Weekly Initial Unemployment Claims declined to 395,000

The DOL reports:
In the week ending August 6, the advance figure for seasonally adjusted initial claims was 395,000, a decrease of 7,000 from the previous week's revised figure of 402,000. The 4-week moving average was 405,000, a decrease of 3,250 from the previous week's revised average of 408,250.
Weekly Unemployment Claims This graph shows the 4-week moving average of weekly claims since January 2000 (longer term graph in graph gallery).

The dashed line on the graph is the current 4-week average. The four-week average of weekly unemployment claims decreased this week to 405,000.

The 4-week average is still elevated, but has been moving down since mid-May. This is the lowest level for the 4-week average since early April and the first week under 400,000 since April 2nd.

Consumer Sentiment declines sharply in August

Consumer SentimentThe preliminary August Reuters / University of Michigan consumer sentiment index declined sharply to 54.9 from 63.7 in July.

In general consumer sentiment is a coincident indicator and is usually impacted by employment (and the unemployment rate) and gasoline prices. However I think this month was different. I think consumer sentiment declined sharply because of the heavy coverage of the debt ceiling debate.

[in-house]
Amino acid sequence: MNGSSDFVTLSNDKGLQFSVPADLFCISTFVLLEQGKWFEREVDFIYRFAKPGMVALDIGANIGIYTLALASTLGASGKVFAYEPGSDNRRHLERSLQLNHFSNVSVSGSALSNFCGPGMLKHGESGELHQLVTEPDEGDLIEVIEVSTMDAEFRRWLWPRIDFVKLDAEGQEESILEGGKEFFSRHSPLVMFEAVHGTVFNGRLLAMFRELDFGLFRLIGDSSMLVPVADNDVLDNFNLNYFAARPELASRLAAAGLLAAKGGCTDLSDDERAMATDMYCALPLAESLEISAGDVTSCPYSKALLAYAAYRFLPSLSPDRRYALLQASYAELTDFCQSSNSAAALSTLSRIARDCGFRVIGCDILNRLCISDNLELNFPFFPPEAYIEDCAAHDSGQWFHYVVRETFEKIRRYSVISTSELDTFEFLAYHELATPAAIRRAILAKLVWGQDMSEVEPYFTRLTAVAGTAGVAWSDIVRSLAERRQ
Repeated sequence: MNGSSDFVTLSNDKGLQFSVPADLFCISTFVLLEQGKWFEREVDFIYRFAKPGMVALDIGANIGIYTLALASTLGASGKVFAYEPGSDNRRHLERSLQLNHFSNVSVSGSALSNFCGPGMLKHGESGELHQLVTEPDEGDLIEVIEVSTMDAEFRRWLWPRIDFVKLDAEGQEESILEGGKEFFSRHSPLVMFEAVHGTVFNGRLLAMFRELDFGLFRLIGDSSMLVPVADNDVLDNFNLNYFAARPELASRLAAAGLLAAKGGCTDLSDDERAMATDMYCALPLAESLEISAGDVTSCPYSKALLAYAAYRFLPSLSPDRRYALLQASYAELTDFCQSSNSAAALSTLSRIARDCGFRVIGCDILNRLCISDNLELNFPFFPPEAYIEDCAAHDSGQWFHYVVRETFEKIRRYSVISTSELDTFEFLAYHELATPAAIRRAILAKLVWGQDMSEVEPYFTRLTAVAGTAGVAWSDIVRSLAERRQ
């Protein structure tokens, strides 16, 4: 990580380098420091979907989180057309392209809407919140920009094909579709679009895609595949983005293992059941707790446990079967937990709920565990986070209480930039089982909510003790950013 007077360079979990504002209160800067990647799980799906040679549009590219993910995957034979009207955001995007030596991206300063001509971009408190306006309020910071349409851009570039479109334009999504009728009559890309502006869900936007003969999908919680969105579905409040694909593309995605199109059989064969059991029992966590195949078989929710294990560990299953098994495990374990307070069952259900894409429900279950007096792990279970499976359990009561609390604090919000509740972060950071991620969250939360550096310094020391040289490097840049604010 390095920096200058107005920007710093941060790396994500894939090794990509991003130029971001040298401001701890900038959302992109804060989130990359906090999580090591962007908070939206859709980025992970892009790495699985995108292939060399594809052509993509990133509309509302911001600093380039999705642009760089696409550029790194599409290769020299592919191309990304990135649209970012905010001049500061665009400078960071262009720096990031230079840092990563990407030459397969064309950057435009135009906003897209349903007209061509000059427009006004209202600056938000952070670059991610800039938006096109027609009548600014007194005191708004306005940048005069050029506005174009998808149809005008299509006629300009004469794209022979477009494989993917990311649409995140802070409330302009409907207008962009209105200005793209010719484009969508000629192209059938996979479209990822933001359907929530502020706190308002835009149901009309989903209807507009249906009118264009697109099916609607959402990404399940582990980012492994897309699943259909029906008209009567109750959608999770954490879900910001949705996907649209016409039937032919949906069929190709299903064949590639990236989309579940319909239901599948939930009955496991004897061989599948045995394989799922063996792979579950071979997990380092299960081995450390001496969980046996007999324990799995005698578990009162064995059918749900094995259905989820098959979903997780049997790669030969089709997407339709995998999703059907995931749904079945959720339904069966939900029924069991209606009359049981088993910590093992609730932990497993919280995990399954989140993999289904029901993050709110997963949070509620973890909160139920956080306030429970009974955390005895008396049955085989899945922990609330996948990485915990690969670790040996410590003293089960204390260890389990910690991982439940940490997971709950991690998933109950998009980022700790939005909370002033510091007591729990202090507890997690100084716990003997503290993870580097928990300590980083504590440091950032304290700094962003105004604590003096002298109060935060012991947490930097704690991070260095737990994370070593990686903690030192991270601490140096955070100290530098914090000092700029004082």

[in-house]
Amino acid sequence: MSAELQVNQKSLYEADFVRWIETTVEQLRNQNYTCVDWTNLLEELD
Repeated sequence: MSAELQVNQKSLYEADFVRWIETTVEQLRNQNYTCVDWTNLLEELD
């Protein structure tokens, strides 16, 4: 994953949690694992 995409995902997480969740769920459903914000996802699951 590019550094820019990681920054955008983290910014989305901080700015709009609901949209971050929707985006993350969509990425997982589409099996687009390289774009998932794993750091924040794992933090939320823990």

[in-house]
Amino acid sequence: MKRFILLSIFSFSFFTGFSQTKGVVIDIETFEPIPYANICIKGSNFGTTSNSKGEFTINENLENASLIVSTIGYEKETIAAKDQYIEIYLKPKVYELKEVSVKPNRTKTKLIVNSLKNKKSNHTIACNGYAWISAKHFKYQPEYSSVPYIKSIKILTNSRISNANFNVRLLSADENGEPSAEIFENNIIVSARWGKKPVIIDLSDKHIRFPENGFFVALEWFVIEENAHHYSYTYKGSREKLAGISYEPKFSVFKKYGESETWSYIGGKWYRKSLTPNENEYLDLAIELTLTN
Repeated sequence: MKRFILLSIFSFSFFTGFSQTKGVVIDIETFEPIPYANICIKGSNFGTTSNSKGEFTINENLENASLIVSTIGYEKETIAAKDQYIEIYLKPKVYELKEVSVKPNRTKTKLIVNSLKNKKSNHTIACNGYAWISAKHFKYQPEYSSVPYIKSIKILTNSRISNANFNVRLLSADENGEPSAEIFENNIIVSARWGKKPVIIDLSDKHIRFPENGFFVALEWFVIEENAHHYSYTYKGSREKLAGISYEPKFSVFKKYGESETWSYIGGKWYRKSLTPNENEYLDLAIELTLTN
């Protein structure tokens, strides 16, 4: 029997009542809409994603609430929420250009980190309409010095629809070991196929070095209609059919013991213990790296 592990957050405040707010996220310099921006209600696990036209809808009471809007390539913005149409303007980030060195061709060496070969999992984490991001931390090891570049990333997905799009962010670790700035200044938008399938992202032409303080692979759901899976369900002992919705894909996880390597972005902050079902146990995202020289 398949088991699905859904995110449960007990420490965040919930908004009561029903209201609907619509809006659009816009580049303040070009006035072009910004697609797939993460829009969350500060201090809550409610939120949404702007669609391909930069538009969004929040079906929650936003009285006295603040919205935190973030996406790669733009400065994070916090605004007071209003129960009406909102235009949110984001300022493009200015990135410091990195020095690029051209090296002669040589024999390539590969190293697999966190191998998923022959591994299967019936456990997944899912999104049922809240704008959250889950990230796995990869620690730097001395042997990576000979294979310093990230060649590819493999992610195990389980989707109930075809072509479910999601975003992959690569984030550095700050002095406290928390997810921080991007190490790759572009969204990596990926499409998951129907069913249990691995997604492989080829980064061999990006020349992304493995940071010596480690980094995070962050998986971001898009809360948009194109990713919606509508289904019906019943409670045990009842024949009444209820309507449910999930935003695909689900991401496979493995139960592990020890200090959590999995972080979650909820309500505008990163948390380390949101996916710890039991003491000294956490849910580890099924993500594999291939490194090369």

BLS: Job Openings "essentially unchanged" in June

The following graph shows job openings (yellow line), hires (purple), Layoff, Discharges and other (red column), and Quits (light blue column) from the JOLTS. This report is for June, the most recent employment report was for July.

Job Openings and Labor Turnover Survey Notice that hires (purple) and total separations (red and blue columns stacked) are pretty close each month. When the purple line is above the two stacked columns, the economy is adding net jobs - when it is below the columns, the economy is losing jobs.

In general job openings (yellow) have been trending up - and job openings increased slightly again in June - and are up about 16% year-over-year compared to June 2010.

Overall turnover is increasing too, but remains low. Quits decreased slightly in June, but have been trending up - and quits are now up about 4% year-over-year.

Ceridian-UCLA: Diesel Fuel index decreased slightly in July

Pulse of Commerce Index This is the UCLA Anderson Forecast and Ceridian Corporation index using real-time diesel fuel consumption data: Pulse of Commerce Index Idles – Down 0.2 Percent in July

This graph shows the index since January 2000.

This index has mostly been moving sideways all year. Note: This index does appear to track Industrial Production over time (with plenty of noise).

NFIB: Small Business Optimism Index declines in July

Small Business Optimism Index From the National Federation of Independent Business (NFIB): Small Business Optimism Index Continues Downward Trajectory

This graph shows the small business optimism index since 1986. The index decreased to 89.9 in July from 90.8 in June.

Optimism has declined for five consecutive months now.

Note: Small businesses have a larger percentage of real estate and retail related companies than the overall economy.

Other Economic Stories ...
FOMC Statement: "exceptionally low levels for the federal funds rate at least through mid-2013"
The QE3 Watch
FHFA, Treasury, HUD Seek Input on Disposition of REOs

Have a great weekend!